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1 March 2004 Is Coloration of Juvenile Male Collared Lizards (Crotaphytus collaris) Female Mimicry?: An Experimental Test
Jerry F. Husak, J. Kelly McCoy, Stanley F. Fox, Troy A. Baird
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Abstract

Juvenile male Collared Lizards (Crotaphytus collaris) have orange, dorsolateral color patterns that closely resemble those of gravid, adult females, and it has long been hypothesized that they serve as a form of female mimicry, reducing aggression from adult males. We experimentally tested this hypothesis by painting juvenile males to remove or maintain orange coloration and measuring the agonistic response of adult males but found no significant differences between treatments. These results do not support the hypothesis that orange coloration of juvenile male Collared Lizards is used as a form of female mimicry to reduce aggression from adult males.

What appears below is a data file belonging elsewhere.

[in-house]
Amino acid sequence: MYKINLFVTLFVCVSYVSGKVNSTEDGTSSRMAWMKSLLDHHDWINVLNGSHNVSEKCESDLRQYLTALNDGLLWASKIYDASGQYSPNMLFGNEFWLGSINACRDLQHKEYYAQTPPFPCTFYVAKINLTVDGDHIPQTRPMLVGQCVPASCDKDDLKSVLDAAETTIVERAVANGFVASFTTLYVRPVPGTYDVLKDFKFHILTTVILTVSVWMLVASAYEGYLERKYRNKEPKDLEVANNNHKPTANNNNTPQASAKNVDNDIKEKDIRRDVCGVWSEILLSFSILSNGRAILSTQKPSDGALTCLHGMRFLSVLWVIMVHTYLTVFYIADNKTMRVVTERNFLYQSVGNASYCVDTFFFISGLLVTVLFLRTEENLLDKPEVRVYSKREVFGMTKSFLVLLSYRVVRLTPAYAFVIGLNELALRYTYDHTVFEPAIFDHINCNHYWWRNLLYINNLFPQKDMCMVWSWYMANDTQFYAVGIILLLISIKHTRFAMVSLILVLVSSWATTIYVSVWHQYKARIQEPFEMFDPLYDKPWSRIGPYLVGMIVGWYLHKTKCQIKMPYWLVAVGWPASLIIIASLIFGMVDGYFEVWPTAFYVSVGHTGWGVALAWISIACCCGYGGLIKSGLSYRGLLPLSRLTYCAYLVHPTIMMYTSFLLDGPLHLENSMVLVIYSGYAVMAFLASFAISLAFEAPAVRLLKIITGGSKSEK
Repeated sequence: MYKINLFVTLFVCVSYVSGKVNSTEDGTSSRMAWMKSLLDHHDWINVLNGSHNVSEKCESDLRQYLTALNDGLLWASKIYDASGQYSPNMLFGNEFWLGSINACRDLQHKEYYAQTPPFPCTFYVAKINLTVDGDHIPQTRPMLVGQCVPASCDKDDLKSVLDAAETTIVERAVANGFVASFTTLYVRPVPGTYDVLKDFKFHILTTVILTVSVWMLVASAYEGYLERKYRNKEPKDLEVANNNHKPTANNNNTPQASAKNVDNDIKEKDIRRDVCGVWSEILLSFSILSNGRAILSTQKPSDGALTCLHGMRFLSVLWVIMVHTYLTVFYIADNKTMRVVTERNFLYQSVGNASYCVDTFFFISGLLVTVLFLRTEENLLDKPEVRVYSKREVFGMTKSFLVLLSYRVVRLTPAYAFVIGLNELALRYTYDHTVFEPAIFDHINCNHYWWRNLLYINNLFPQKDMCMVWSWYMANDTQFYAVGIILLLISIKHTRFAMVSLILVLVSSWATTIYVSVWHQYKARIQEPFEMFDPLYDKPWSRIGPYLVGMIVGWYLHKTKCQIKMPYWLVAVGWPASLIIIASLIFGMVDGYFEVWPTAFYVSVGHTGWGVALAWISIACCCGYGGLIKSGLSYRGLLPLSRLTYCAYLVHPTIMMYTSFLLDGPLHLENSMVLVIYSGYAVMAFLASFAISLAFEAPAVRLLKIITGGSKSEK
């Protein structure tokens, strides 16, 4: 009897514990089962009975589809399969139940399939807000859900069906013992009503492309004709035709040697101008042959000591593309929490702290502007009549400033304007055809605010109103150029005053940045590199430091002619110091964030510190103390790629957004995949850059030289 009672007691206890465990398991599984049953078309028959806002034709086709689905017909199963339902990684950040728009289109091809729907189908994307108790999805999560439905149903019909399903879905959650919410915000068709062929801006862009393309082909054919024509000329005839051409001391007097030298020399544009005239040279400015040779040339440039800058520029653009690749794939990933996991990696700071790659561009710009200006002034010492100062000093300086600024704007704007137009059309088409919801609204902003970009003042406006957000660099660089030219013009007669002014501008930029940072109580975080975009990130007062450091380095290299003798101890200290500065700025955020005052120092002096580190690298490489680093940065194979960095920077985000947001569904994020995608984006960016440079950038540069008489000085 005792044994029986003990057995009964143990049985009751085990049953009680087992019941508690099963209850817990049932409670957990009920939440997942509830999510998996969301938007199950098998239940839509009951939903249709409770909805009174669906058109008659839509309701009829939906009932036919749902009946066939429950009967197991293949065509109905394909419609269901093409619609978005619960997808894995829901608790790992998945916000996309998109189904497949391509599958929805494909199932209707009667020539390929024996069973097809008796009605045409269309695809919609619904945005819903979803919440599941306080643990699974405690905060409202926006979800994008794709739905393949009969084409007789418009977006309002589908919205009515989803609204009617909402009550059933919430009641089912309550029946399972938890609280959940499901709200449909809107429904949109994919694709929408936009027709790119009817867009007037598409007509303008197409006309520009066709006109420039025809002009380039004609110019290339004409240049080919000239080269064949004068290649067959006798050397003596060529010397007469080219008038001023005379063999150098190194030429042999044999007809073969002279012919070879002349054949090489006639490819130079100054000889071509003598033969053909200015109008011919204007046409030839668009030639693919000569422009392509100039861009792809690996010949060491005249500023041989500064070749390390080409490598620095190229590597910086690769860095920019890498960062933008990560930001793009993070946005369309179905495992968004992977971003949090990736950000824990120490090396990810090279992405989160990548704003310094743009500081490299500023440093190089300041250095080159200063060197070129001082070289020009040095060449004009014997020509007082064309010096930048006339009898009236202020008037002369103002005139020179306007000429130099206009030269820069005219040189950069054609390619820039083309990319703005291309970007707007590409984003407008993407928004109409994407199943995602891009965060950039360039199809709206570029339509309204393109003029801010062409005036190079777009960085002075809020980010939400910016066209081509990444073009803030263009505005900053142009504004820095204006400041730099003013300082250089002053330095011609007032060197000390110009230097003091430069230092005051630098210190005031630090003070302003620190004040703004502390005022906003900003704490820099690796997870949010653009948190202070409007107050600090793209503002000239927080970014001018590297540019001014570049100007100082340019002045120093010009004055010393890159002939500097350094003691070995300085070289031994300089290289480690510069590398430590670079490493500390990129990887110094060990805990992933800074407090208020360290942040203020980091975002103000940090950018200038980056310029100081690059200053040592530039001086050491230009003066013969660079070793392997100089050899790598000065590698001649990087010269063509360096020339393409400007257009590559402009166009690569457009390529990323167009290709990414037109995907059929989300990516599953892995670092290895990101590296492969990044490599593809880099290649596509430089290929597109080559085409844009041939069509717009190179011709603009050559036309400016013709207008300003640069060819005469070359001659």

Jerry F. Husak, J. Kelly McCoy, Stanley F. Fox, and Troy A. Baird "Is Coloration of Juvenile Male Collared Lizards (Crotaphytus collaris) Female Mimicry?: An Experimental Test," Journal of Herpetology 38(1), 156-160, (1 March 2004). https://doi.org/10.1670/138-03N
Accepted: 1 November 2003; Published: 1 March 2004
JOURNAL ARTICLE
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